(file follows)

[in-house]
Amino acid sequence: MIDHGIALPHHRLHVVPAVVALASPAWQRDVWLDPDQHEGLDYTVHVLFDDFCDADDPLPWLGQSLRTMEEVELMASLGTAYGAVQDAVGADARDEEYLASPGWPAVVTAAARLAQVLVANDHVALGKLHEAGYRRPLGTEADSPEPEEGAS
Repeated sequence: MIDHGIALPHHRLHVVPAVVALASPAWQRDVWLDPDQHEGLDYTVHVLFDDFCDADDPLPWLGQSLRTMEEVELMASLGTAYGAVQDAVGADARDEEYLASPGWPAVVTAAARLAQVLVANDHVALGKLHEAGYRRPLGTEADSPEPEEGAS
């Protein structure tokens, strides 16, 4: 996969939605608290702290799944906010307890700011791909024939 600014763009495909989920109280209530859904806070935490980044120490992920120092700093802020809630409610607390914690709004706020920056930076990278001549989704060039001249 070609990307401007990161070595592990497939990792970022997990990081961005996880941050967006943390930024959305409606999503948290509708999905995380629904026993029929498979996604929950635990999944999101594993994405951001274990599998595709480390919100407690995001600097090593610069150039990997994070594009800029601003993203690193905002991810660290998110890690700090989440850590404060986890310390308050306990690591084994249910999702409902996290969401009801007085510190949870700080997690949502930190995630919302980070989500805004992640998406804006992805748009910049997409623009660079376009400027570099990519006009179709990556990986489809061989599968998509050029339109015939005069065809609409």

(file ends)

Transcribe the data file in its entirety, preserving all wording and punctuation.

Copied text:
[in-house]
Amino acid sequence: MIDHGIALPHHRLHVVPAVVALASPAWQRDVWLDPDQHEGLDYTVHVLFDDFCDADDPLPWLGQSLRTMEEVELMASLGTAYGAVQDAVGADARDEEYLASPGWPAVVTAAARLAQVLVANDHVALGKLHEAGYRRPLGTEADSPEPEEGAS
Repeated sequence: MIDHGIALPHHRLHVVPAVVALASPAWQRDVWLDPDQHEGLDYTVHVLFDDFCDADDPLPWLGQSLRTMEEVELMASLGTAYGAVQDAVGADARDEEYLASPGWPAVVTAAARLAQVLVANDHVALGKLHEAGYRRPLGTEADSPEPEEGAS
């Protein structure tokens, strides 16, 4: 996969939605608290702290799944906010307890700011791909024939 600014763009495909989920109280209530859904806070935490980044120490992920120092700093802020809630409610607390914690709004706020920056930076990278001549989704060039001249 070609990307401007990161070595592990497939990792970022997990990081961005996880941050967006943390930024959305409606999503948290509708999905995380629904026993029929498979996604929950635990999944999101594993994405951001274990599998595709480390919100407690995001600097090593610069150039990997994070594009800029601003993203690193905002991810660290998110890690700090989440850590404060986890310390308050306990690591084994249910999702409902996290969401009801007085510190949870700080997690949502930190995630919302980070989500805004992640998406804006992805748009910049997409623009660079376009400027570099990519006009179709990556990986489809061989599968998509050029339109015939005069065809609409």